This is the largest, planest instance history presents of the social parasite process by which a moneyed interest within the state, usurping the reins of government, makes for imperial expansion in order to fasten economic suckers into foreign bodies so as to drain them of their wealth in order to support domestic luxury. The new imperialism differs in no vital point from this old example. The element of political tribute is now absent, or quite subsidiary, and the crudest forms of slavery have disappeared: some elements of more genuine and disinterested government serve to qualify and and mask the distinctively parasitic nature of the later sort. But nature is not mocked: the laws which, operative throughout nature, doom the parasite to atrophy, decay, and final extinction, are not evaded by nations any more than by individual organisms. The greater complexity of the modern process, the endeavour to escape the parasitic reaction by rendering some real but quite unequal and inadequate services to ‘the host’, may retard but cannot finally avert the natural consequences of living upon others. The claim that an imperial state forcibly subjugating other peoples and their lands does so for the purpose of rendering services to the conquered equal to those which she exacts is notoriously false: she neither intends equivalent services nor is capable of rendering them, and the pretence that such benefits to the governed form a leading motive or result of imperialism implies a degree of moral or intellectual obliquity so grave as itself to form a new peril for any nation fostering so false a notion of the nature of its conduct. ‘Let the motive be in the deed, not in the event,’ says a Persian proverb…

Imperialism is a depraved choice of national life, imposed by self-seeking interests which appeal to the lusts of quantitative acquisitiveness and of forceful domination surviving in a nation from early centuries of animal struggle for existence. Its adoption as a policy implies a deliberate renunciation of that cultivation of the higher inner qualities which for a nation as for its individual constitutes the ascendancy of reason over brute impulse. It is the besetting sin of all successful state, and its penalty is unalterable in the order of nature.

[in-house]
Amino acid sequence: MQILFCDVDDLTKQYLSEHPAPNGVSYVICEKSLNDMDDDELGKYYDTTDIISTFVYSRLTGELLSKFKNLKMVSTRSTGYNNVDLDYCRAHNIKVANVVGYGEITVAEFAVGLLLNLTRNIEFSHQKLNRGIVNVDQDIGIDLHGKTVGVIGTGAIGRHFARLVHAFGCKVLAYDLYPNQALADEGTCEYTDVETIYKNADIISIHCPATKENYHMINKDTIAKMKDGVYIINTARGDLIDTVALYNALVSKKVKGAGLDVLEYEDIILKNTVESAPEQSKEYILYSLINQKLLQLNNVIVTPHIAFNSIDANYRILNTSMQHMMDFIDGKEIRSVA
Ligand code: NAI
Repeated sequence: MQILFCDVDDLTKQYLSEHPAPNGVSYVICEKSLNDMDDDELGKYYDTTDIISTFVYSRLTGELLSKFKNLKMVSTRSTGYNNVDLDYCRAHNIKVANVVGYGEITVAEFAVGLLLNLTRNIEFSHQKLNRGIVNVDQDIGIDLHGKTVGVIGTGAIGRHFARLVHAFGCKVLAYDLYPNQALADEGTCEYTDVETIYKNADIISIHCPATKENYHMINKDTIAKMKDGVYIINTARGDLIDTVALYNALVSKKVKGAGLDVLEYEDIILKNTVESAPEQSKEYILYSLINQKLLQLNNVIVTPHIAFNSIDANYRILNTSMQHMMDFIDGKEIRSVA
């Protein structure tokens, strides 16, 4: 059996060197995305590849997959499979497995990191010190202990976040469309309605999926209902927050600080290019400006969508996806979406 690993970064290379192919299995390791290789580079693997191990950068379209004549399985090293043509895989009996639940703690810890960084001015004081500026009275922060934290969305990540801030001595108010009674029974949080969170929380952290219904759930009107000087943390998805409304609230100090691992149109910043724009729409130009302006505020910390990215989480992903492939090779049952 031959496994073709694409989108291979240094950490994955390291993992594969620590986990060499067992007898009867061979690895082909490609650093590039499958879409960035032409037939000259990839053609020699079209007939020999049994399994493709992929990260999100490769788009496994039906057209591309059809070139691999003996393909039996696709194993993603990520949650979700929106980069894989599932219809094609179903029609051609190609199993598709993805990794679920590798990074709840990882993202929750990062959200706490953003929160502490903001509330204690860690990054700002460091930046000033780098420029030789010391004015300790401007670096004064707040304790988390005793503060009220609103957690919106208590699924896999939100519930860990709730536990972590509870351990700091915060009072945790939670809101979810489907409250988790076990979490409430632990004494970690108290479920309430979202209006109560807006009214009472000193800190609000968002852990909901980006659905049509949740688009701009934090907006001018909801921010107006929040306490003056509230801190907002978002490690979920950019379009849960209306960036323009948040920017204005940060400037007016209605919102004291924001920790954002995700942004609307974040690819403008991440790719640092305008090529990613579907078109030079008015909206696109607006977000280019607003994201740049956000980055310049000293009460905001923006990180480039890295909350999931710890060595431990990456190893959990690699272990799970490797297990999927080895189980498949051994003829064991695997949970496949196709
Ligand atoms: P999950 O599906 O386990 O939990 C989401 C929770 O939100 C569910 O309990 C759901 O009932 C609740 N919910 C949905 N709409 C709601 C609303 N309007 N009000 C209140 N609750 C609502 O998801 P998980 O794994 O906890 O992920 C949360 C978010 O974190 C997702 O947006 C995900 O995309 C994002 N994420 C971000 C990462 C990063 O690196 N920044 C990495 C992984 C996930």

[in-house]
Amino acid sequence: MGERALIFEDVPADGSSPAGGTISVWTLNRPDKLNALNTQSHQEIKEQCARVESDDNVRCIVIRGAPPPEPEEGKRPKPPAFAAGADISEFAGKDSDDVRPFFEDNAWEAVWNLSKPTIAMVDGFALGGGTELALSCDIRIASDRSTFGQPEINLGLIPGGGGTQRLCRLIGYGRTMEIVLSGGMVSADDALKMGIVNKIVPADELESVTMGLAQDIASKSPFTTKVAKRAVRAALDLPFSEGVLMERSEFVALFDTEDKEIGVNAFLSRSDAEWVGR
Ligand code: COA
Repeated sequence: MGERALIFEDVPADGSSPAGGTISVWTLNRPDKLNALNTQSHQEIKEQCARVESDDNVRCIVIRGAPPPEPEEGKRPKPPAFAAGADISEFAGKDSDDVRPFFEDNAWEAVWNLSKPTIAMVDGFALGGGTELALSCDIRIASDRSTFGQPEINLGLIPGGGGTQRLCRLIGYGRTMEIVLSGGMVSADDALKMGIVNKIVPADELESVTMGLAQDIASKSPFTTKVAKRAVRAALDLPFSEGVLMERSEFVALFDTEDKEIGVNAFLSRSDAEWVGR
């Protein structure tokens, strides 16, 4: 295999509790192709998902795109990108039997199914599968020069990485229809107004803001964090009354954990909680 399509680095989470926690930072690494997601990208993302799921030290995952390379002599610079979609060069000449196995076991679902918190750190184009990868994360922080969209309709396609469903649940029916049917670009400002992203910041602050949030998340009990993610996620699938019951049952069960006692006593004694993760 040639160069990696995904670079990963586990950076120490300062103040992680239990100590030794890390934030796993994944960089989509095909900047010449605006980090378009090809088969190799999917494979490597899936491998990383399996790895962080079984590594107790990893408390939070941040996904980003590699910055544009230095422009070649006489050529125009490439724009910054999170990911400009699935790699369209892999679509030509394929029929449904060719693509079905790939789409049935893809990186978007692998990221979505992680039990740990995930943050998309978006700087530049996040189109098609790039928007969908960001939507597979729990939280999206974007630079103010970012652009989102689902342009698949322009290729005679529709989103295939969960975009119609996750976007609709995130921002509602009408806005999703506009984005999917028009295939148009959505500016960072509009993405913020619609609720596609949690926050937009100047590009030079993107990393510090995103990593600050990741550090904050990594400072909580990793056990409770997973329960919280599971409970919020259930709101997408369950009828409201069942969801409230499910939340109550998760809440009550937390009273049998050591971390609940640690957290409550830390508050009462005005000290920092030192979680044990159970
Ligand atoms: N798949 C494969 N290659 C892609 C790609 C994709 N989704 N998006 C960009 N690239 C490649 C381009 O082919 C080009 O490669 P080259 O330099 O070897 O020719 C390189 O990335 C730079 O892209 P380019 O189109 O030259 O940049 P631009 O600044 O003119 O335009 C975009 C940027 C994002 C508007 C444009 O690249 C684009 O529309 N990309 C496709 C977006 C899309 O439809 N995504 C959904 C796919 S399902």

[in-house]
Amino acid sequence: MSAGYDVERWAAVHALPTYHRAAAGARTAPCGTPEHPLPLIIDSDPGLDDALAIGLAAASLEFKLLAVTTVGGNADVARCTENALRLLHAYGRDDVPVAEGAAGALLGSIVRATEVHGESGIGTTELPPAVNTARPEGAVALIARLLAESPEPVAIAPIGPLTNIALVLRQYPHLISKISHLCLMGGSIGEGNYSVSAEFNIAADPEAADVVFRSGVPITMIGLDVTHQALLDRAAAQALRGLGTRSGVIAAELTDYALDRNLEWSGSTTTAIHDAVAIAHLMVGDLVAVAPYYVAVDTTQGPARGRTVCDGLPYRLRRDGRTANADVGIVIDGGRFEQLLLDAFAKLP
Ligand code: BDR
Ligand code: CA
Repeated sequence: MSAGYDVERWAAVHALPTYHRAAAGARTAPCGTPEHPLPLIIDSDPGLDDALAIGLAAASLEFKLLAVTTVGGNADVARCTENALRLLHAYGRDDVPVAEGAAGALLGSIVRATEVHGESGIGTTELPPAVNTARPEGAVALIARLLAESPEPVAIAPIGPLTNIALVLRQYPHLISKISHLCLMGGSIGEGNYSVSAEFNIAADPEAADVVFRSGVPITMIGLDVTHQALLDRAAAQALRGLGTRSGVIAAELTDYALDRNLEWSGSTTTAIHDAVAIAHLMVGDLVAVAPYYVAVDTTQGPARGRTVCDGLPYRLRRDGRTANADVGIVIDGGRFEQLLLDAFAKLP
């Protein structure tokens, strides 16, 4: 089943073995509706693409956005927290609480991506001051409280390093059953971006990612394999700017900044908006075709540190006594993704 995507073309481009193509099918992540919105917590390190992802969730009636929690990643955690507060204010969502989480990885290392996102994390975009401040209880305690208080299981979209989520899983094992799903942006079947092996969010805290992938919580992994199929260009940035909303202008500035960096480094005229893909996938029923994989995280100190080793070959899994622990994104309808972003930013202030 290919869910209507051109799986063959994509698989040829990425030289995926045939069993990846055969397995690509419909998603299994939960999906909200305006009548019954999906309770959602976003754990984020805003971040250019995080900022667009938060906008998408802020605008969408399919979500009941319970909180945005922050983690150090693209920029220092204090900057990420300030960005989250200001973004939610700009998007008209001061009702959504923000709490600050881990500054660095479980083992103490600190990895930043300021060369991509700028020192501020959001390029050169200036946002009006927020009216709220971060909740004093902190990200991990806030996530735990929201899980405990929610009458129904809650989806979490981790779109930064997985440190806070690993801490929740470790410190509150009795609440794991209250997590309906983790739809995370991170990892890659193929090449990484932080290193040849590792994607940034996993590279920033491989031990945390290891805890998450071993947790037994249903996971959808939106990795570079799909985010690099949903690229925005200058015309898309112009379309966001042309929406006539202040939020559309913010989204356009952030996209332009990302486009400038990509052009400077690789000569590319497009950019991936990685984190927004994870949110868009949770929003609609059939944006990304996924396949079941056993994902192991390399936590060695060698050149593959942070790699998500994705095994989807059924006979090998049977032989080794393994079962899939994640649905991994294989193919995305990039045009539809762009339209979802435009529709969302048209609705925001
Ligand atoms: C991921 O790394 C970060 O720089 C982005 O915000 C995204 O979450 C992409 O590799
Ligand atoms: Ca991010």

(Pp. 15-18).

Financial Capitalism Operating to Exploit Former Colonies and Undermine Domestic Economy

While the British Empire has gone the way of Rome’s, the same forces are still operating today. The Iraq invasion was really to enable western multinationals to seize Iraq’s state industries, and for the American and Saudi oil industry to seize its oil reserves. They weren’t about bringing it democracy or freeing its citizens. Although our former African colonies are now free, they are still plundered through highly unfair trade agreements. At home manufacturing industry has declined because Thatcherite economics favours the financial sector. And the immensely rich now hoard their wealth in offshore tax havens or invest it abroad, rather than in domestic industry. Thus denying British industry investment and making millions of domestic workers unemployed. There’s a further parallel in that in the later Roman Empire, the senatorial aristocracy retreated to their estates rather than pay tax, and so the tax burden increasingly fell on the ordinary Roman citizen. This is the same as the way the Tories have given vast tax cuts to the rich, which have ensured that the tax burden must also be increasingly borne by the poor.

Conservatives have also drawn parallels between the fall of the Roman Empire and today’s west. This has mostly been about non-White immigration, which they have compared to the barbarian invasions. But as Hobson’s Imperialism showed, capitalism and imperialism were connected and together responsible for Rome’s decline and fall. 

But strangely they don’t talk about that!

 

 

Shaw on Imperialism: Exploitation Abroad, Poverty and Unemployment at Home

May 13, 2020